I am surprised with your statistic that 25% of the browser activity is IE 8 - http://theie8countdown.com/, but this is not the goal of our discussion.
What I tried to explain in my previous post is that the theme works on IE 8 - you can open the demo and browse freely the theme. My main goal was to explain that no mobile devices use IE 8 and that is why resizing the browser as seen on your demo does not make sense. I doubt that any customer will open a site and normally will start resizing the browser. If you browse normally the theme in IE 8 without resizing the browser, the theme works fine.
But we are going to fix these issues so that even when resizing the browser in IE 8 the layout will not change even though that this is not a real live scenario.
That's great news and truly appreciated. In response to your other comments, this is going off-topic now so Ill try to keep it short.
1. Its a huge mistake for developers to assume the "right" way users should be using their software, or that how they use their software should be whats considered "normal." I have no idea how others will use my software, but it has to work right regardless.
2. Your stats are skewed because they focus on browsing, not e-commerce which is what we really care about. Its changing, but most e-commerce still occurs on the desktop which IE8 still dominates:
Anyway, off-topic rants aside, thanks again for the great support. Its much appreciated!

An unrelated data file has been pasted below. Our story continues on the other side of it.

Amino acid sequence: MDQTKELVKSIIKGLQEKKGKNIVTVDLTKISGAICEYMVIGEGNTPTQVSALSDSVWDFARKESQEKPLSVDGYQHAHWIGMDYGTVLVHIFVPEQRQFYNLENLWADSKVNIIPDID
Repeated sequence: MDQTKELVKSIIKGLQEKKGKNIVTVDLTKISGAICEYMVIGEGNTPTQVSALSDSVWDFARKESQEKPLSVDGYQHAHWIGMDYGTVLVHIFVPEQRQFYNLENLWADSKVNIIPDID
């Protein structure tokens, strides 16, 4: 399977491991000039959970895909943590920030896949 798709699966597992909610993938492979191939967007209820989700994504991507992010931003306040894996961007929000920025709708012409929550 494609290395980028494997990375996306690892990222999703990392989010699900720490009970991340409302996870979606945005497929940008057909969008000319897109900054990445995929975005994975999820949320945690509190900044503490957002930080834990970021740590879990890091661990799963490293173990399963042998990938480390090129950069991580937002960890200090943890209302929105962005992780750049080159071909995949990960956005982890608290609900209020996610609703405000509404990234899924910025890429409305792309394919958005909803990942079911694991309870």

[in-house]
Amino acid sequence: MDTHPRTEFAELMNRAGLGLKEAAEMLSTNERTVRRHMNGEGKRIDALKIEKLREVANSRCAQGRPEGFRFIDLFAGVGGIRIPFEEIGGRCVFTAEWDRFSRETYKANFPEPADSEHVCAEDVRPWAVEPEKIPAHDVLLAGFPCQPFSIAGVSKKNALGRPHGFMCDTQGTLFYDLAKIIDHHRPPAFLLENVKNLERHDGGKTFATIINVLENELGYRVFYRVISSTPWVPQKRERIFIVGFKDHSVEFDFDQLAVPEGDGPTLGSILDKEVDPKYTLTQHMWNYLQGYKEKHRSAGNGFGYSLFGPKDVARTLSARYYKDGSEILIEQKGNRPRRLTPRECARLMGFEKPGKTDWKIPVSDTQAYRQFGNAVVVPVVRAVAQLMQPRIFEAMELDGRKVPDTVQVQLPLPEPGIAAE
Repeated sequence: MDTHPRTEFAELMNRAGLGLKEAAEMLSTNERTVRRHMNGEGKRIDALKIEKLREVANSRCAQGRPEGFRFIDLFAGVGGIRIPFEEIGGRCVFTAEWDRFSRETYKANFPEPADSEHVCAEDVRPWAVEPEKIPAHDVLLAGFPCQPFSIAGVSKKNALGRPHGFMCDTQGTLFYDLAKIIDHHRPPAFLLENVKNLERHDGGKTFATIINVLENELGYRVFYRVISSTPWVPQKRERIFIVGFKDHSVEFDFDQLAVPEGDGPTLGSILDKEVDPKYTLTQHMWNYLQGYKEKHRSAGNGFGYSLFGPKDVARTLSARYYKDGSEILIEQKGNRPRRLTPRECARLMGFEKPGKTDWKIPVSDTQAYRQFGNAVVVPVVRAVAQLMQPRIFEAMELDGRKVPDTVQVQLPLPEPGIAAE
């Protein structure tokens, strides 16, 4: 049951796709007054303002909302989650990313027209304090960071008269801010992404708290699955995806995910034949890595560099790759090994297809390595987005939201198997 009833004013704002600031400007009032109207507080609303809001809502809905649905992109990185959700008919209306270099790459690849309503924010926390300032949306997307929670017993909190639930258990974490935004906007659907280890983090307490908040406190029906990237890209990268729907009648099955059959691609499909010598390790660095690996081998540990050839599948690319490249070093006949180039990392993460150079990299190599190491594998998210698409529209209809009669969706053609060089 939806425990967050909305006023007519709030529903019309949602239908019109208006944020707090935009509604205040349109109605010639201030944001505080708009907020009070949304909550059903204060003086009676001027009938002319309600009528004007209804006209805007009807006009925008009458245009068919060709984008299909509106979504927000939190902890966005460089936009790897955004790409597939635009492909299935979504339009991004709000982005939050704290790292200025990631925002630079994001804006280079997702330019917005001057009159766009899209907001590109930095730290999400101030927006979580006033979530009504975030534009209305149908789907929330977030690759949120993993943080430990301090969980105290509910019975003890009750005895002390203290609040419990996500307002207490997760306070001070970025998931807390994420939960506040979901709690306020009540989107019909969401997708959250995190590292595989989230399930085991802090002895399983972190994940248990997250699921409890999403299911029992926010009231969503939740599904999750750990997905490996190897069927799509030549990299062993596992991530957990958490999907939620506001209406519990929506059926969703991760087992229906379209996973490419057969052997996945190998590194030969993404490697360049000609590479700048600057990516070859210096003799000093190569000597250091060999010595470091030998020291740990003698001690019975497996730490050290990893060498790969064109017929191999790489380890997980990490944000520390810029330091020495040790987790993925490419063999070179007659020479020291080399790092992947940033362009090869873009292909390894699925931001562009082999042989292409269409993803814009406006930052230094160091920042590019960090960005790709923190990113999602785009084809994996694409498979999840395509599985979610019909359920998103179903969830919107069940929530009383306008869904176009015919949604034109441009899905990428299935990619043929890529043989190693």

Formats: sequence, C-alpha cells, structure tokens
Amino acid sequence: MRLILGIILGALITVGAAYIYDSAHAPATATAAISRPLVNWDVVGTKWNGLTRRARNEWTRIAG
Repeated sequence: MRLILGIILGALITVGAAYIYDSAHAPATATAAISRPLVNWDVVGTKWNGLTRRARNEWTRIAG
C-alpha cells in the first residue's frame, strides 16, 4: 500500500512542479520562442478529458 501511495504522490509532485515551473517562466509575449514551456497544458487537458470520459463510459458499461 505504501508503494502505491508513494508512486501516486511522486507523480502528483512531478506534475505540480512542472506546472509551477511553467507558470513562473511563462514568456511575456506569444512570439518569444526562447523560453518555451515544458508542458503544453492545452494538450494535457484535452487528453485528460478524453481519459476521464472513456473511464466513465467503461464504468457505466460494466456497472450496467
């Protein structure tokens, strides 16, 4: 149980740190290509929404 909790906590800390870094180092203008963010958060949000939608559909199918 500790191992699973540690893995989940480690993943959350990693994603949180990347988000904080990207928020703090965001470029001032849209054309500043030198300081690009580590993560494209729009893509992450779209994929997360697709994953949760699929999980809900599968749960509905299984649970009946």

Hi Bob and Boyko, et al,
I follow this post because I did have some issues with initial release that have since been resolved (thanks guys!) and I couldn't help but witness the last few posts and Bob's closing argument.
I actually watched your video captures and checked my Google analytics data to see if this is ever a scenario for my customers, because it would be in everyone's best interests to fix it if it were.
My findings, especially from your video examples, were on the same page at the Support team in that, if anyone still uses IE8 and decides they need to narrow the browser that far on their laptop or desktop, they should already have seen that it looks better when it's slightly wider and know (from their experience with IE8) that it may very well be an issue with IE8. The customer basically isn't going to nit-pick the layout as much as we do as site owners.
As far as your percentages on how many "desktop" users still rely on IE8, that's (thankfully) no where close to any data I've pulled from actual, real-world google analytics in a live and thriving website, over the course of 3+ years. The actual count of IE8 users was more like 2 in 1000 total visitor, or 2 in 100 desktop browser users (2%) the highest being Chrome, Safari, Firefox & IE10+.
Getting to your comment that desktops still dominate ecommerce - that's actually not the case anymore, as my data has consistently shown a spike in the number of visits by and purchases from mobile devices has eclipsed desktop visits and sales and has been trending that way for nearly 2 years now. Especially now that I'm using a fully responsive website.
Taking in consideration the time these developers have put into designing compatible solutions based on real-world, current trends - I'd say they're focusing their energy in the correct direction and may be spinning off course by going back to add support for a browser segment that does not pay most website owner's bills.
I hope I didn't offend you, I just needed to throw my findings into the discussion because I too wondered if this was going to be an issue for my customers. And it hasn't been. =)